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COVID-19 round-up: WHO pulls hydroxychloroquine study, UK restricts dexamethasone exports, and more

Updates on drug treatments as lockdown restrictions are eased around the world

World Health Organization

The WHO pulls its hydroxychloroquine study

The World Health Organization (WHO) has halted the hydroxychloroquine arm of its SOLIDARITY trial of potential coronavirus treatments – for the second time – following the failure of the drug to show any benefit in the University of Oxford’s RECOVERY trial and another US study of the drug in post-exposure prophylaxis.

The WHO had previously halted the hydroxychloroquine arm of its trial after another study raised red flags over the drug’s safety, and specifically an elevated risk of blood clotting among patients treated with the drug, although that finding has since been called into question. The latest decision comes in part from data generated within the SOLIDARITY trial itself, according to the agency.

The UK moves to secure its dexamethasone supply as use of the drug rolls out for COVID-19 across the NHS

The UK government is restricting exports of the generic steroid dexamethasone to avoid shortages, following a clinical trial showing it can reduce the death rate in people who are seriously ill with COVID-19. The move comes after the approval of the drug earlier this week by the Department for Health and Social Care to treat all UK hospitalised patients requiring oxygen, including those on ventilators.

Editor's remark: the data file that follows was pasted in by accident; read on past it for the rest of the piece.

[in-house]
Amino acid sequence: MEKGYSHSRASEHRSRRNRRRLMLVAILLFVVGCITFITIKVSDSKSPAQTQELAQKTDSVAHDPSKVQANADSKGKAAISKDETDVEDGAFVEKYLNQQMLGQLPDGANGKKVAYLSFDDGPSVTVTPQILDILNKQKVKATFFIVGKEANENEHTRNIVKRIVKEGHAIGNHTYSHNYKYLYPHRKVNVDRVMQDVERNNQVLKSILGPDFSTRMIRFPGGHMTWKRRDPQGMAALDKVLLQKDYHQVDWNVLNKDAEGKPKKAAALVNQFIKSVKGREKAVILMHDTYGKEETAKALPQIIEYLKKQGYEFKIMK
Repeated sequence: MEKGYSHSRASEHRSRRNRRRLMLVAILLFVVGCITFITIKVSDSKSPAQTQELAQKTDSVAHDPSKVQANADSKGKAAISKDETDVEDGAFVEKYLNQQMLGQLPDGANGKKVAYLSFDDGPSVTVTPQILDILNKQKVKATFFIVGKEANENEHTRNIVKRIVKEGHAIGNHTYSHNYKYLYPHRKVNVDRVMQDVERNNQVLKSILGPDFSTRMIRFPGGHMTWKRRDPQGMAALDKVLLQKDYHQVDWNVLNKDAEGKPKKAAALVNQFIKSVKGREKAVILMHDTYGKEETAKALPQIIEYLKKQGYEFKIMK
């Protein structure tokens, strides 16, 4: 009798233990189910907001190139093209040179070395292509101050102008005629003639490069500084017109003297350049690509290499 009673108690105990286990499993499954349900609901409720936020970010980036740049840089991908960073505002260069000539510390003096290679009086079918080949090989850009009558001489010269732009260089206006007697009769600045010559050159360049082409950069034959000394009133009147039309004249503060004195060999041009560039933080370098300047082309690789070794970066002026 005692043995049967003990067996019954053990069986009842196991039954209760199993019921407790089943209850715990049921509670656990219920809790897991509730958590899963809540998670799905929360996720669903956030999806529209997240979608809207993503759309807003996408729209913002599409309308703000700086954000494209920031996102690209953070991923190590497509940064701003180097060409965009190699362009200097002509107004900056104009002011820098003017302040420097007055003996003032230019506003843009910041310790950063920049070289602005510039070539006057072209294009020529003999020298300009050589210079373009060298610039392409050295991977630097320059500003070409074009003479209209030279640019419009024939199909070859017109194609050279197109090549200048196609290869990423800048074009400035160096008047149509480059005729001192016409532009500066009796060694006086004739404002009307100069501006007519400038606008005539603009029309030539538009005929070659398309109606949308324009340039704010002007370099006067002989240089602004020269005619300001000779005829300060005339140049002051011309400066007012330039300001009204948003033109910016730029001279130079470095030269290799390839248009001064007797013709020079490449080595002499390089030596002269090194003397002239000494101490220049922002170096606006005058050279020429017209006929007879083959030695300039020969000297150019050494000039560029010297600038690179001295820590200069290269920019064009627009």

Some healthcare campaigners have criticised the action, but the government says the block only applies to the export of drugs that are intended to remain in the UK, and is designed to stop profiteering by parallel traders, who buy and repackage drugs to sell on at a higher price in other countries.

Gilead starts paediatric trials of remdesivir

Gilead Sciences says it will carry out a trial of its antiviral drug remdesivir in children with COVID-19, following “concerning reports” that some young people infected with the virus go on to develop serious and life-threatening inflammatory reactions. The open-label phase 2/3 trial will involve around 50 subjects – from newborns to adolescents – who will be recruited at more than 30 clinical centres across the US and Europe.

Children are generally thought to be less likely to develop severe COVID-19 after exposure to the new coronavirus, but the occurrence of more severe cases has prompted Gilead to test whether benefits seen in remdesivir trials involving adults translate to the paediatric setting. Remdesivir is currently the only drug with emergency use authorisation to treat COVID-19 in the US after the FDA pulled approval for chloroquine and hydroxychloroquine earlier this week.

Article by
Phil Taylor

19th June 2020

From: Research



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